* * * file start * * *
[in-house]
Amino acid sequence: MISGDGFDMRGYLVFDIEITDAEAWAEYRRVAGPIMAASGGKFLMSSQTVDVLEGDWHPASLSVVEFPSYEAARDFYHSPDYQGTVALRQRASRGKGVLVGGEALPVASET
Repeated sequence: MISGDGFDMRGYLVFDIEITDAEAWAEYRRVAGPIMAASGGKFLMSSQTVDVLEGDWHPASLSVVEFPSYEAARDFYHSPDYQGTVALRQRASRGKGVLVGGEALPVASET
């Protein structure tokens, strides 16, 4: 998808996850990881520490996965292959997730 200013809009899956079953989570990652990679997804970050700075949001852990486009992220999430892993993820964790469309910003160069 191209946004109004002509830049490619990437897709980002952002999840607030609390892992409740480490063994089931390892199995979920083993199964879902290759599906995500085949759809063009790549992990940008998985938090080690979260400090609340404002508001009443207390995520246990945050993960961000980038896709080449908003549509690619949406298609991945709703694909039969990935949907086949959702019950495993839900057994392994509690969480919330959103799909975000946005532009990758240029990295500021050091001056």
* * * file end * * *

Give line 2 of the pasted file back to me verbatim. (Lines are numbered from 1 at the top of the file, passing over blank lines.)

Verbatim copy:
Amino acid sequence: MISGDGFDMRGYLVFDIEITDAEAWAEYRRVAGPIMAASGGKFLMSSQTVDVLEGDWHPASLSVVEFPSYEAARDFYHSPDYQGTVALRQRASRGKGVLVGGEALPVASET